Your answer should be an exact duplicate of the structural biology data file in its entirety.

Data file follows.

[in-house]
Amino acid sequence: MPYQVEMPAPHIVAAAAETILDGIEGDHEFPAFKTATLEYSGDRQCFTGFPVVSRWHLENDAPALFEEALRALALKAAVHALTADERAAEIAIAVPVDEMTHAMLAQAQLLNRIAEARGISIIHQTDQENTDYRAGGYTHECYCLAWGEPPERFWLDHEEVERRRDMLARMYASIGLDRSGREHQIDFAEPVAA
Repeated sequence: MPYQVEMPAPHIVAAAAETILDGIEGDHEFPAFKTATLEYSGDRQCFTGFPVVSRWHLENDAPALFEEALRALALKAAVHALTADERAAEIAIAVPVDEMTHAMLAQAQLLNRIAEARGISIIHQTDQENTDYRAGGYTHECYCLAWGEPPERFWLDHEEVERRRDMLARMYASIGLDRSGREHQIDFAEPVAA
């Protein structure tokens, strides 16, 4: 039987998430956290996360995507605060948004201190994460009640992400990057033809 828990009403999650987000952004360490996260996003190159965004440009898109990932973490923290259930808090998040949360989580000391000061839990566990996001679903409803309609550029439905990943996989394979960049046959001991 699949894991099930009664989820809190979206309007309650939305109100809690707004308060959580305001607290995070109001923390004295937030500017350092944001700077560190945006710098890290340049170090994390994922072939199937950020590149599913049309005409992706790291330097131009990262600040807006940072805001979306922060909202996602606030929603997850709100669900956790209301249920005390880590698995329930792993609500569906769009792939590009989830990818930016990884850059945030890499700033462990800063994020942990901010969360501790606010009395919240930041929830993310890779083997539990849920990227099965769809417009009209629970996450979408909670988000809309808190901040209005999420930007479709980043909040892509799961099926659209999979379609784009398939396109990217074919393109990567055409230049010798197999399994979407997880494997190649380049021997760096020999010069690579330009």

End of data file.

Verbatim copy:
[in-house]
Amino acid sequence: MPYQVEMPAPHIVAAAAETILDGIEGDHEFPAFKTATLEYSGDRQCFTGFPVVSRWHLENDAPALFEEALRALALKAAVHALTADERAAEIAIAVPVDEMTHAMLAQAQLLNRIAEARGISIIHQTDQENTDYRAGGYTHECYCLAWGEPPERFWLDHEEVERRRDMLARMYASIGLDRSGREHQIDFAEPVAA
Repeated sequence: MPYQVEMPAPHIVAAAAETILDGIEGDHEFPAFKTATLEYSGDRQCFTGFPVVSRWHLENDAPALFEEALRALALKAAVHALTADERAAEIAIAVPVDEMTHAMLAQAQLLNRIAEARGISIIHQTDQENTDYRAGGYTHECYCLAWGEPPERFWLDHEEVERRRDMLARMYASIGLDRSGREHQIDFAEPVAA
């Protein structure tokens, strides 16, 4: 039987998430956290996360995507605060948004201190994460009640992400990057033809 828990009403999650987000952004360490996260996003190159965004440009898109990932973490923290259930808090998040949360989580000391000061839990566990996001679903409803309609550029439905990943996989394979960049046959001991 699949894991099930009664989820809190979206309007309650939305109100809690707004308060959580305001607290995070109001923390004295937030500017350092944001700077560190945006710098890290340049170090994390994922072939199937950020590149599913049309005409992706790291330097131009990262600040807006940072805001979306922060909202996602606030929603997850709100669900956790209301249920005390880590698995329930792993609500569906769009792939590009989830990818930016990884850059945030890499700033462990800063994020942990901010969360501790606010009395919240930041929830993310890779083997539990849920990227099965769809417009009209629970996450979408909670988000809309808190901040209005999420930007479709980043909040892509799961099926659209999979379609784009398939396109990217074919393109990567055409230049010798197999399994979407997880494997190649380049021997760096020999010069690579330009």